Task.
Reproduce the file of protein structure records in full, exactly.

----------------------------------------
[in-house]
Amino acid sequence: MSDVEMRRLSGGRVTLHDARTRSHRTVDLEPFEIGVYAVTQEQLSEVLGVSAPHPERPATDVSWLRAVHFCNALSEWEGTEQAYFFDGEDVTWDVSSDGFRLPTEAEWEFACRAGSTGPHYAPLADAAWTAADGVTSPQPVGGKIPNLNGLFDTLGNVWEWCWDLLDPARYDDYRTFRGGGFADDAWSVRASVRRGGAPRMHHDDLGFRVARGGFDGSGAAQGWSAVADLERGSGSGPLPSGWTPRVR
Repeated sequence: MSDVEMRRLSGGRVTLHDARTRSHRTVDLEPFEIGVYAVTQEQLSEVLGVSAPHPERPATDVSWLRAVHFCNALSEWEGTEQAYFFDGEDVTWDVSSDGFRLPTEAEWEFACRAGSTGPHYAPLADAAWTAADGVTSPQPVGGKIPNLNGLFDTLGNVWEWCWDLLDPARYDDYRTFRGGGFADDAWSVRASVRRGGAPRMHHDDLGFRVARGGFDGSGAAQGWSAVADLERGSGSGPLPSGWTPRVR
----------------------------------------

[in-house]
Amino acid sequence: MSDVEMRRLSGGRVTLHDARTRSHRTVDLEPFEIGVYAVTQEQLSEVLGVSAPHPERPATDVSWLRAVHFCNALSEWEGTEQAYFFDGEDVTWDVSSDGFRLPTEAEWEFACRAGSTGPHYAPLADAAWTAADGVTSPQPVGGKIPNLNGLFDTLGNVWEWCWDLLDPARYDDYRTFRGGGFADDAWSVRASVRRGGAPRMHHDDLGFRVARGGFDGSGAAQGWSAVADLERGSGSGPLPSGWTPRVR
Repeated sequence: MSDVEMRRLSGGRVTLHDARTRSHRTVDLEPFEIGVYAVTQEQLSEVLGVSAPHPERPATDVSWLRAVHFCNALSEWEGTEQAYFFDGEDVTWDVSSDGFRLPTEAEWEFACRAGSTGPHYAPLADAAWTAADGVTSPQPVGGKIPNLNGLFDTLGNVWEWCWDLLDPARYDDYRTFRGGGFADDAWSVRASVRRGGAPRMHHDDLGFRVARGGFDGSGAAQGWSAVADLERGSGSGPLPSGWTPRVR